Elliott Smith: Last word on a tormented rock hero

A new book aims to unpick the troubled life and mysterious death of the songwriter Elliott Smith

Gillian Orr
Friday 01 November 2013 18:00
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Elliott Smith died ten years ago
Elliott Smith died ten years ago

Ten years ago last month, the celebrated singer-songwriter Elliott Smith died in his Echo Park home from two stab wounds to the chest. He was 34 years old. While most fans accept that he committed suicide, others dispute that to this day. And like too many creative souls who leave us prematurely, Smith's life was a tormented one; the details of his death, shady. You can try to look for answers in his heart-rending music, but, ultimately, up until now, little has been known about his life.

Torment Saint: The Life of Elliott Smith, by William Todd Schultz, is perhaps the first proper biography of the singer. Taking four years to research and write, Schultz was granted exclusive access to those closest to Smith as he attempted to uncover the hidden world of the singer, to find reasons behind his well-documented battles with alcohol, drugs (including heroin and crack) and depression.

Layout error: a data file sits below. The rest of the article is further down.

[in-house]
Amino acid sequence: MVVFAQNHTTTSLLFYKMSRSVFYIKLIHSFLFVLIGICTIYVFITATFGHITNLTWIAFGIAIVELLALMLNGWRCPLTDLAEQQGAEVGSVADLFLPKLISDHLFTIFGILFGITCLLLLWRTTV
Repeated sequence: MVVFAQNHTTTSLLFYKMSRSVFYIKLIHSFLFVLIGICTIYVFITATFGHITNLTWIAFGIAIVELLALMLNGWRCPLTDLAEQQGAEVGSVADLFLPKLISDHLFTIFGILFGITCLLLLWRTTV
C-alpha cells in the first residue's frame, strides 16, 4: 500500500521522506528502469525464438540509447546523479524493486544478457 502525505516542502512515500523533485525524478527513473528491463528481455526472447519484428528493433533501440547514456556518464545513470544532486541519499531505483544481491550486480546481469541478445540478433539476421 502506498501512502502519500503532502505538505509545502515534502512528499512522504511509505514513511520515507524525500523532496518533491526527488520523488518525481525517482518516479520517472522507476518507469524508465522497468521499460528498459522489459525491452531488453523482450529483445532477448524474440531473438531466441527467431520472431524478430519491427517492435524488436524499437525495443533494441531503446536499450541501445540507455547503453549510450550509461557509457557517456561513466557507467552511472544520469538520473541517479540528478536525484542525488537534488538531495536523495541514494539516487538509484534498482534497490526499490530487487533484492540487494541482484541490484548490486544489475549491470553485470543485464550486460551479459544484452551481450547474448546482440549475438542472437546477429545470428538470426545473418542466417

Friends from his childhood in Cedar Hill, Texas, classmates from Portland, fellow musicians from his time in New York and, perhaps most pertinently, Jennifer Chiba, his girlfriend at the time of his death in Los Angeles, all speak openly about Smith, the overall narrative giving unprecedented access to a man who, despite his lyrics being marked by intimacy and honesty, remained largely unknown to the public.

By the time of his death, Smith had released five solo albums, the last of which was 2000's Figure 8. He had sold hundreds of thousands of records and his song written for Good Will Hunting, “Miss Misery”, had been nominated for an Oscar. However, he struggled with commercial success – and one hates to think what he would have made of Madonna covering “Between the Bars” onstage in New York in September.

But to penetrate Smith, once dubbed “the unhappiest man in the land”, Schultz knew he had to delve far back. “It was important for me to write a deeply researched, accurate, and balanced account of his life that included as many voices from as many portions of his life as possible,” says Schultz. “I also wanted to fill in certain gaps in the record; for instance, there wasn't a lot about his time up to the age of 14 in Texas, and I was able to interview a bunch of his friends from middle school whom he was recording with. I also spent a lot of time talking about his Portland years, which I think are critical to understanding his musical evolution, including Stranger than Fiction, his high-school band from Portland, and then the band Heatmiser, which he formed when he returned to Portland after attending Hampshire College.”